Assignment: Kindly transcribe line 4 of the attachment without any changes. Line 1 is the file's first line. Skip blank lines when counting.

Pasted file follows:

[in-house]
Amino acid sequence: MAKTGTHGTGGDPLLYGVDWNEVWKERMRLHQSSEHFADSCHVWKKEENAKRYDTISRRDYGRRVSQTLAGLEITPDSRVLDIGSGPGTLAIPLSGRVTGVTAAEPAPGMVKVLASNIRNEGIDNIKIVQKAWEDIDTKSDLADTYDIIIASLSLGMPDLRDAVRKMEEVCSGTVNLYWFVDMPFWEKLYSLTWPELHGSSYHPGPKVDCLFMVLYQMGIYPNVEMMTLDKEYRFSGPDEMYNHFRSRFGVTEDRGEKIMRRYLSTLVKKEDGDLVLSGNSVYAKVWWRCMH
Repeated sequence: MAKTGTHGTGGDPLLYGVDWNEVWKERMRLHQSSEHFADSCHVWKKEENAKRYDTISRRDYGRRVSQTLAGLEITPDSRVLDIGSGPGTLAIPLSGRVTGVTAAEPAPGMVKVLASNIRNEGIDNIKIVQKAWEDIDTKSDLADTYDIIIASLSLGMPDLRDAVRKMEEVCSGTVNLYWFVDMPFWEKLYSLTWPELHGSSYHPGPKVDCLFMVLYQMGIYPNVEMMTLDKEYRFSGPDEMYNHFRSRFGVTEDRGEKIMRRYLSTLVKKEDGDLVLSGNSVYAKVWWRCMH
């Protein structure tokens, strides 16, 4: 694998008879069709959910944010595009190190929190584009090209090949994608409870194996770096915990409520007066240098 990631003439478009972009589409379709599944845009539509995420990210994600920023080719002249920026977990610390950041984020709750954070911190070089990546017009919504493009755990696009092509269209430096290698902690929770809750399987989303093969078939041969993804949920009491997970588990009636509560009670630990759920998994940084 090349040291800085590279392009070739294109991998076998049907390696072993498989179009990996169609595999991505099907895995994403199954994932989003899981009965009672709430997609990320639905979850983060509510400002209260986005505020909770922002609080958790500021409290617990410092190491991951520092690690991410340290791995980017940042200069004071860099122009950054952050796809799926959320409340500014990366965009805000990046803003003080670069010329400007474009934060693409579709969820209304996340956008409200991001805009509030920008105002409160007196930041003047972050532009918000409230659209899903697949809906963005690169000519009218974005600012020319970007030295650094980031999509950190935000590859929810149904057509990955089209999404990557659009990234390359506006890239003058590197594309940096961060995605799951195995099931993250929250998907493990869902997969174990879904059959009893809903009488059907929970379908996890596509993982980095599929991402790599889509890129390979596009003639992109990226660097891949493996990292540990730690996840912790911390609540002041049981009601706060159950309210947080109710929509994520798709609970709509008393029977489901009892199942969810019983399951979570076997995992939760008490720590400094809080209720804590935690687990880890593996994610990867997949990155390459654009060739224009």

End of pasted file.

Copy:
């Protein structure tokens, strides 16, 4: 694998008879069709959910944010595009190190929190584009090209090949994608409870194996770096915990409520007066240098 990631003439478009972009589409379709599944845009539509995420990210994600920023080719002249920026977990610390950041984020709750954070911190070089990546017009919504493009755990696009092509269209430096290698902690929770809750399987989303093969078939041969993804949920009491997970588990009636509560009670630990759920998994940084 090349040291800085590279392009070739294109991998076998049907390696072993498989179009990996169609595999991505099907895995994403199954994932989003899981009965009672709430997609990320639905979850983060509510400002209260986005505020909770922002609080958790500021409290617990410092190491991951520092690690991410340290791995980017940042200069004071860099122009950054952050796809799926959320409340500014990366965009805000990046803003003080670069010329400007474009934060693409579709969820209304996340956008409200991001805009509030920008105002409160007196930041003047972050532009918000409230659209899903697949809906963005690169000519009218974005600012020319970007030295650094980031999509950190935000590859929810149904057509990955089209999404990557659009990234390359506006890239003058590197594309940096961060995605799951195995099931993250929250998907493990869902997969174990879904059959009893809903009488059907929970379908996890596509993982980095599929991402790599889509890129390979596009003639992109990226660097891949493996990292540990730690996840912790911390609540002041049981009601706060159950309210947080109710929509994520798709609970709509008393029977489901009892199942969810019983399951979570076997995992939760008490720590400094809080209720804590935690687990880890593996994610990867997949990155390459654009060739224009």